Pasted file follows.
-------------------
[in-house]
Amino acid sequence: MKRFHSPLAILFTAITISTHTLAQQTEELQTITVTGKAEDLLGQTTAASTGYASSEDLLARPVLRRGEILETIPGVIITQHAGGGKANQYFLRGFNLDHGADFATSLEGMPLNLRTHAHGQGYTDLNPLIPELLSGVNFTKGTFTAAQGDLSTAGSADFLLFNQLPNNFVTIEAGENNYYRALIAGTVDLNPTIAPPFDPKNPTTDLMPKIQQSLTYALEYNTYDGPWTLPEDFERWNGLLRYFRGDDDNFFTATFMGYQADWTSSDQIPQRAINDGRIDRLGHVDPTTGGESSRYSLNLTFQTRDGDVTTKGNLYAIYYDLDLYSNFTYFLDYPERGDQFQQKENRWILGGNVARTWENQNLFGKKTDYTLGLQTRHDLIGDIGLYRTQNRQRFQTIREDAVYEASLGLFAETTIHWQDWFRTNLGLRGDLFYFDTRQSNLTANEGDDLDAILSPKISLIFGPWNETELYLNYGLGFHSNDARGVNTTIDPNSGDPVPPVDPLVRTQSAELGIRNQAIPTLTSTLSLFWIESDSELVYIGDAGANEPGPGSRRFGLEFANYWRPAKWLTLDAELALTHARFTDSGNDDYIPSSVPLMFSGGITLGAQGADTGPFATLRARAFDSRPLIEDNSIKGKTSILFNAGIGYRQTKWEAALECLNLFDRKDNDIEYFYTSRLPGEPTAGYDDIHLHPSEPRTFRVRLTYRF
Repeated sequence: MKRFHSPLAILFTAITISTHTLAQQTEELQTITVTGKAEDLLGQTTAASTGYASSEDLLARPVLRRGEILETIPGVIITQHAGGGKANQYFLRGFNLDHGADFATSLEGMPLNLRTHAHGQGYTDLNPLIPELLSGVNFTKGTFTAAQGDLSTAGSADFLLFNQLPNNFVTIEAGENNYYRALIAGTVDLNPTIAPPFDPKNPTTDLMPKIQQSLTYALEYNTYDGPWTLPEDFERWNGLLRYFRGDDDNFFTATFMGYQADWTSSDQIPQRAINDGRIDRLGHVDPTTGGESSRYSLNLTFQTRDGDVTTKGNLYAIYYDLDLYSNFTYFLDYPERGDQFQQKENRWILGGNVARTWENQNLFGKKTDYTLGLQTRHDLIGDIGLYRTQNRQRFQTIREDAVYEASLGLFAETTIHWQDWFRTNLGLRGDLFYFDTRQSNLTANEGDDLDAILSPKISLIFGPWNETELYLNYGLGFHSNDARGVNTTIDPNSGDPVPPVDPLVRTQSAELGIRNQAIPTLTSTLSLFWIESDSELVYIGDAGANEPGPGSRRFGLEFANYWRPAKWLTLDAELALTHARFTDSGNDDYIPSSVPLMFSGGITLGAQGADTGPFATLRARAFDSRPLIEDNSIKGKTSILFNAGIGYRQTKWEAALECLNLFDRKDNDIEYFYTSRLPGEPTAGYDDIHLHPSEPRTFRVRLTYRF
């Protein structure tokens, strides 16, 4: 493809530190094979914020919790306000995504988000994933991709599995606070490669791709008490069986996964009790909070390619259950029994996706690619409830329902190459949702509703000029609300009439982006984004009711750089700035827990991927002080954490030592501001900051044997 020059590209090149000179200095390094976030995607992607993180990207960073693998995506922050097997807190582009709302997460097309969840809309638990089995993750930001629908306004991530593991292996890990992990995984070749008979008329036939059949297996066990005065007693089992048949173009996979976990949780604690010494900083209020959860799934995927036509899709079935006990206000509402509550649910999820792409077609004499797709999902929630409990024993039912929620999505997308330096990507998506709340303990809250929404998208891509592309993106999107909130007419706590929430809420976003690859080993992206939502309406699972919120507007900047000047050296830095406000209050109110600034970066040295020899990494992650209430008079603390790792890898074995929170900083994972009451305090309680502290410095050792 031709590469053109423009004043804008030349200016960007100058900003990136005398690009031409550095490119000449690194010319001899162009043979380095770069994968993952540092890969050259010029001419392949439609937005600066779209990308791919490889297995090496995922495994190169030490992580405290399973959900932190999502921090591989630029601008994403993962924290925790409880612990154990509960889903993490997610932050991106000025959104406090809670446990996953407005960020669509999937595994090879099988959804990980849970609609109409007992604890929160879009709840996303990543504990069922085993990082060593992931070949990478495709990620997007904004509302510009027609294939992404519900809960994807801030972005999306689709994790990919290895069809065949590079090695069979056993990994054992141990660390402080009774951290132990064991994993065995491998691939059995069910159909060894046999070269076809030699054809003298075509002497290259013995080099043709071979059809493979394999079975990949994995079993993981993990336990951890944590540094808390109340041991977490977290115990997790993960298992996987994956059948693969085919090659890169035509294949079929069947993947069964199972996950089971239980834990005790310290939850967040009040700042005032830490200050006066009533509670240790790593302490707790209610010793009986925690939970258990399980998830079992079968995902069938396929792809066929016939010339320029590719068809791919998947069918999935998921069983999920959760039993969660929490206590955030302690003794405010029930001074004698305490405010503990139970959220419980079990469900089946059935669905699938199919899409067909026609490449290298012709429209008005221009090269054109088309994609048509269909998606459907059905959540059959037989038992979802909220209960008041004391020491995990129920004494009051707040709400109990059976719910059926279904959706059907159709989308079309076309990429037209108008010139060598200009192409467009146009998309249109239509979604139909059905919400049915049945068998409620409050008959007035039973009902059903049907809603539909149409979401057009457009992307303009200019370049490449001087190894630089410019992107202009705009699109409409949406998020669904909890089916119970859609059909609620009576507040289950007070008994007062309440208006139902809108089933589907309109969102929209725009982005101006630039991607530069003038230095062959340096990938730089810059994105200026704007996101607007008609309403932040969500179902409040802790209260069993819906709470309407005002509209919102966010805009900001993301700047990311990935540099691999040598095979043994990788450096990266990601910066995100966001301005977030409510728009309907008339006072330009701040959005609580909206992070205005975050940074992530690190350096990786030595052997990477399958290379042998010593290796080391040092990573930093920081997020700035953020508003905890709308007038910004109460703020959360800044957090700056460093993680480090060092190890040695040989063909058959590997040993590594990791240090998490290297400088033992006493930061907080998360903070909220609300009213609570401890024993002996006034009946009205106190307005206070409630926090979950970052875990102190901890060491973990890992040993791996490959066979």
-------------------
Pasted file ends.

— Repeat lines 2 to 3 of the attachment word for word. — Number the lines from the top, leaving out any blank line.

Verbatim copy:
Amino acid sequence: MKRFHSPLAILFTAITISTHTLAQQTEELQTITVTGKAEDLLGQTTAASTGYASSEDLLARPVLRRGEILETIPGVIITQHAGGGKANQYFLRGFNLDHGADFATSLEGMPLNLRTHAHGQGYTDLNPLIPELLSGVNFTKGTFTAAQGDLSTAGSADFLLFNQLPNNFVTIEAGENNYYRALIAGTVDLNPTIAPPFDPKNPTTDLMPKIQQSLTYALEYNTYDGPWTLPEDFERWNGLLRYFRGDDDNFFTATFMGYQADWTSSDQIPQRAINDGRIDRLGHVDPTTGGESSRYSLNLTFQTRDGDVTTKGNLYAIYYDLDLYSNFTYFLDYPERGDQFQQKENRWILGGNVARTWENQNLFGKKTDYTLGLQTRHDLIGDIGLYRTQNRQRFQTIREDAVYEASLGLFAETTIHWQDWFRTNLGLRGDLFYFDTRQSNLTANEGDDLDAILSPKISLIFGPWNETELYLNYGLGFHSNDARGVNTTIDPNSGDPVPPVDPLVRTQSAELGIRNQAIPTLTSTLSLFWIESDSELVYIGDAGANEPGPGSRRFGLEFANYWRPAKWLTLDAELALTHARFTDSGNDDYIPSSVPLMFSGGITLGAQGADTGPFATLRARAFDSRPLIEDNSIKGKTSILFNAGIGYRQTKWEAALECLNLFDRKDNDIEYFYTSRLPGEPTAGYDDIHLHPSEPRTFRVRLTYRF
Repeated sequence: MKRFHSPLAILFTAITISTHTLAQQTEELQTITVTGKAEDLLGQTTAASTGYASSEDLLARPVLRRGEILETIPGVIITQHAGGGKANQYFLRGFNLDHGADFATSLEGMPLNLRTHAHGQGYTDLNPLIPELLSGVNFTKGTFTAAQGDLSTAGSADFLLFNQLPNNFVTIEAGENNYYRALIAGTVDLNPTIAPPFDPKNPTTDLMPKIQQSLTYALEYNTYDGPWTLPEDFERWNGLLRYFRGDDDNFFTATFMGYQADWTSSDQIPQRAINDGRIDRLGHVDPTTGGESSRYSLNLTFQTRDGDVTTKGNLYAIYYDLDLYSNFTYFLDYPERGDQFQQKENRWILGGNVARTWENQNLFGKKTDYTLGLQTRHDLIGDIGLYRTQNRQRFQTIREDAVYEASLGLFAETTIHWQDWFRTNLGLRGDLFYFDTRQSNLTANEGDDLDAILSPKISLIFGPWNETELYLNYGLGFHSNDARGVNTTIDPNSGDPVPPVDPLVRTQSAELGIRNQAIPTLTSTLSLFWIESDSELVYIGDAGANEPGPGSRRFGLEFANYWRPAKWLTLDAELALTHARFTDSGNDDYIPSSVPLMFSGGITLGAQGADTGPFATLRARAFDSRPLIEDNSIKGKTSILFNAGIGYRQTKWEAALECLNLFDRKDNDIEYFYTSRLPGEPTAGYDDIHLHPSEPRTFRVRLTYRF